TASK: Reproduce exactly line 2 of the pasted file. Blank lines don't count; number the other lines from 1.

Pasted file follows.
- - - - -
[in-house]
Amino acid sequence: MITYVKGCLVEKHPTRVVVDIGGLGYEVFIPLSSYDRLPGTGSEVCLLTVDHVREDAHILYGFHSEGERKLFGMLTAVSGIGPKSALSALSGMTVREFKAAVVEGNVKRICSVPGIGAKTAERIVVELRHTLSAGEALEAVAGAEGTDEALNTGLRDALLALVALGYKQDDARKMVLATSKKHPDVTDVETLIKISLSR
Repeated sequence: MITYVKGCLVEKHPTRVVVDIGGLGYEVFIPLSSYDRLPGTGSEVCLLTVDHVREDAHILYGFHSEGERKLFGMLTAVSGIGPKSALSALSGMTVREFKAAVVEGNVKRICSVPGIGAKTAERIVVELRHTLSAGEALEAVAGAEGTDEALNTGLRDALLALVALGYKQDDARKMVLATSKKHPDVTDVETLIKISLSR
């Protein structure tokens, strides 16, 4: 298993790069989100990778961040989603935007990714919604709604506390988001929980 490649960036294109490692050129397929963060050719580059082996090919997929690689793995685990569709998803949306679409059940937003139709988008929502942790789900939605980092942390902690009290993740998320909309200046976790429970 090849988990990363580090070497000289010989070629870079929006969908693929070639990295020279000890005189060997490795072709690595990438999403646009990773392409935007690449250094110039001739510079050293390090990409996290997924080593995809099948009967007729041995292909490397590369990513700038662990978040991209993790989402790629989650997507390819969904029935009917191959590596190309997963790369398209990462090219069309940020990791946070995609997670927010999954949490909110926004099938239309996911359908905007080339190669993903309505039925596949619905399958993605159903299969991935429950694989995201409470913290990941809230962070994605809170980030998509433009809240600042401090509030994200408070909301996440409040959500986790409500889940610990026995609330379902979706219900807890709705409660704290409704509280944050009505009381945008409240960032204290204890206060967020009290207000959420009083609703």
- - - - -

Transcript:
Amino acid sequence: MITYVKGCLVEKHPTRVVVDIGGLGYEVFIPLSSYDRLPGTGSEVCLLTVDHVREDAHILYGFHSEGERKLFGMLTAVSGIGPKSALSALSGMTVREFKAAVVEGNVKRICSVPGIGAKTAERIVVELRHTLSAGEALEAVAGAEGTDEALNTGLRDALLALVALGYKQDDARKMVLATSKKHPDVTDVETLIKISLSR